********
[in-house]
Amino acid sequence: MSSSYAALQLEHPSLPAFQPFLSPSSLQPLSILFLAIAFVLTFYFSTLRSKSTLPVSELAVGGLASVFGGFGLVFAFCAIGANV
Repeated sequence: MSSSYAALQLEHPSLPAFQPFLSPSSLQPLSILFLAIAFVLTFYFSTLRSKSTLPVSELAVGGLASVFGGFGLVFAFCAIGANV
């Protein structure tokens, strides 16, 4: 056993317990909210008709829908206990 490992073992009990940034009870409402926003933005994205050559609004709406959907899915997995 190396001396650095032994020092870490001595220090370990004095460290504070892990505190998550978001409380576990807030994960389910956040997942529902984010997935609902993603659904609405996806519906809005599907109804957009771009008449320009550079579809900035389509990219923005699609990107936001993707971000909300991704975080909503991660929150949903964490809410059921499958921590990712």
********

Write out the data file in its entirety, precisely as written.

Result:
[in-house]
Amino acid sequence: MSSSYAALQLEHPSLPAFQPFLSPSSLQPLSILFLAIAFVLTFYFSTLRSKSTLPVSELAVGGLASVFGGFGLVFAFCAIGANV
Repeated sequence: MSSSYAALQLEHPSLPAFQPFLSPSSLQPLSILFLAIAFVLTFYFSTLRSKSTLPVSELAVGGLASVFGGFGLVFAFCAIGANV
């Protein structure tokens, strides 16, 4: 056993317990909210008709829908206990 490992073992009990940034009870409402926003933005994205050559609004709406959907899915997995 190396001396650095032994020092870490001595220090370990004095460290504070892990505190998550978001409380576990807030994960389910956040997942529902984010997935609902993603659904609405996806519906809005599907109804957009771009008449320009550079579809900035389509990219923005699609990107936001993707971000909300991704975080909503991660929150949903964490809410059921499958921590990712």